My first memories from childhood are about World War II; we had air-raid drills at school and blackouts at night. We knew about the concentration camps where people were tortured and every week there seemed to be a new movie to scare us half to death. Despite this, we still played kid's games like stoop ball, stick ball, hand ball, and dodge ball.

We lived in New York City in Greenwich Village in a very tall and narrow house that had a victory garden for vegetables. So much food was going overseas for our soldiers that we had rationing at home. Everybody had to do their share, so we grew our vegetables and saved our cooking fats. If we didn't eat everything on our plates, our mother would always say "Eat your food - think of all those starving children in Czechoslovakia."

Our family was in the meat business so it was normal dinner conversation to talk about the food shortages and coupon books needed to buy meat. My grandpa Sam (who started Hygrade) talked about the hungry in the world and always said that when the war was over, it would be America's job (and Hygrade's) to feed them. At the same time, the radio was the focal part of our family's social life. In the evening, no one was allowed to talk until Walter Winchell finished his news broadcast. During the day we heard Red Barber's play by play of the Brooklyn Dodger games, and on Saturday nights we listened to the weekly Hit Parade and tried to guess the number one song of the week.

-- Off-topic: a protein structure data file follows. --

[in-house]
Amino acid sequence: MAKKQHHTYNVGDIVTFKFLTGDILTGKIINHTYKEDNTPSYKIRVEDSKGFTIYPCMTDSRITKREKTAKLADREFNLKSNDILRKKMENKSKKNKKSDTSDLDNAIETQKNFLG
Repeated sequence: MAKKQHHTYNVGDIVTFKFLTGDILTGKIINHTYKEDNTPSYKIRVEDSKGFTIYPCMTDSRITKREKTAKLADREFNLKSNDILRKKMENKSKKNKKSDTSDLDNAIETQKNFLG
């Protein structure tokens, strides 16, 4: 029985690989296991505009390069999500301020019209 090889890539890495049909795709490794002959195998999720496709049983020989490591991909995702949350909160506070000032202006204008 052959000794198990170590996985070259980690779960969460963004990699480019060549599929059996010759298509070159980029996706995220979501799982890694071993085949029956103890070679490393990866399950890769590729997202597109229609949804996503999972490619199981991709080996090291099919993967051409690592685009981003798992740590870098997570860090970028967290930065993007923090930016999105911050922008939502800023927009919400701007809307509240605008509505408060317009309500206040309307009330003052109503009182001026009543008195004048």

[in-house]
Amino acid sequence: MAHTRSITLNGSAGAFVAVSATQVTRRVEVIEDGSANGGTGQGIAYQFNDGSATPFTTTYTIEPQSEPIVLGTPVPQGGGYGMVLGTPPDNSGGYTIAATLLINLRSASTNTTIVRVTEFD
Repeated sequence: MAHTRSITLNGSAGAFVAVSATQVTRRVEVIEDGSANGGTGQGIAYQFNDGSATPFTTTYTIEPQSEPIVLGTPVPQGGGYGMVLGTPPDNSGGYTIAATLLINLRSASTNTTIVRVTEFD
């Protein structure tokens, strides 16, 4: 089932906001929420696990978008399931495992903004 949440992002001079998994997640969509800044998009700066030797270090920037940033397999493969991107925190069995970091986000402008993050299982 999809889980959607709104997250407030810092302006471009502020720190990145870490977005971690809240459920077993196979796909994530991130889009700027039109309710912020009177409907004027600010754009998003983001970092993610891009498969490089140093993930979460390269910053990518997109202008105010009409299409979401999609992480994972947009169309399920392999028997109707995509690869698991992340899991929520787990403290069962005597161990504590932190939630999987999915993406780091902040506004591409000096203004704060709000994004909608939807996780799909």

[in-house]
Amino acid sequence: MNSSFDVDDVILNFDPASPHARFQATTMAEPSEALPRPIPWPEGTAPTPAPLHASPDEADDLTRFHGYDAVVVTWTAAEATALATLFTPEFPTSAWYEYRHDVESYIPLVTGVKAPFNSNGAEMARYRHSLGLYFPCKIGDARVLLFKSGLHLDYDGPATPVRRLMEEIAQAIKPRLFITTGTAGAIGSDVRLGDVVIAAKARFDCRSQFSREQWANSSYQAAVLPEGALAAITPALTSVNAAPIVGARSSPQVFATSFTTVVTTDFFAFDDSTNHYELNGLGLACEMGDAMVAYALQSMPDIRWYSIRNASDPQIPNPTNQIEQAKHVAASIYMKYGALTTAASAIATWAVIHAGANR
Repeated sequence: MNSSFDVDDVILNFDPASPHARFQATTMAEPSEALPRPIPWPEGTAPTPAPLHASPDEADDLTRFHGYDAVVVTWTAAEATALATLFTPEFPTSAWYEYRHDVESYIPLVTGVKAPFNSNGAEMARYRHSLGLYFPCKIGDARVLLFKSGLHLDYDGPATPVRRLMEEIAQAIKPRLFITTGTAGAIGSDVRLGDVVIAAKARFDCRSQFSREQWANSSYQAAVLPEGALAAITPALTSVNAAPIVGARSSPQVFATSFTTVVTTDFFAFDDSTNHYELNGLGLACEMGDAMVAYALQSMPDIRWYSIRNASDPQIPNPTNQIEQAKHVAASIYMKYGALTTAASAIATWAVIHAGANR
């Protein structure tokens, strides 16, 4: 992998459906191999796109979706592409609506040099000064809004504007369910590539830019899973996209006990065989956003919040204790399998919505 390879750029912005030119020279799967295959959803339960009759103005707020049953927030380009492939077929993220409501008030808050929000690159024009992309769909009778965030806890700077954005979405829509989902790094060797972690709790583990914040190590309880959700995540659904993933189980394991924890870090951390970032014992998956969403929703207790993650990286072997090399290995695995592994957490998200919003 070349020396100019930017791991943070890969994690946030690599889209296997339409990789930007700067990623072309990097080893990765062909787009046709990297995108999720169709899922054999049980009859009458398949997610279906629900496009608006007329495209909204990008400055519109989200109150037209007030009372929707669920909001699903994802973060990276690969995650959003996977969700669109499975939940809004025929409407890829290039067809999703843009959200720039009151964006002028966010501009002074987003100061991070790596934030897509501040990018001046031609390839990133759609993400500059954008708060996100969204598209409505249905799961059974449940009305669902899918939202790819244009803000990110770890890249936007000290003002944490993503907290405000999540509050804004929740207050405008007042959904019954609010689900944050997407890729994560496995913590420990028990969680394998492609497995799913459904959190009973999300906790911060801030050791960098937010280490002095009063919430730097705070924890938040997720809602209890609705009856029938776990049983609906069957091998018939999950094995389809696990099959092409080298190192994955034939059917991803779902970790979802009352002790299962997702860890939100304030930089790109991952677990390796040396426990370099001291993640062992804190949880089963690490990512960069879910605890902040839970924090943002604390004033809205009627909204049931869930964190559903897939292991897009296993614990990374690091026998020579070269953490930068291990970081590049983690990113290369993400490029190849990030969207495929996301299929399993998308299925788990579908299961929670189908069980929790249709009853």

For me, music seemed to be everywhere; Andre, our tailor, played opera, and Nick, our barber, played Dixieland. There was Benny Goodman and Glenn Miller. Everyone knew the songs from the Broadway musicals "This is the Army" and "Oklahoma" and sang them all the time. We also knew all the songs about the Air Force, the Navy, and the Marines. And then there were the movie musicals like "Meet Me in St. Louis" with Judy Garland, and "Give My Regards To Broadway" with Dan Dailey.

So when I look back, my earliest memories are about meat and music.

Samuel Slotkin, my grandfather.

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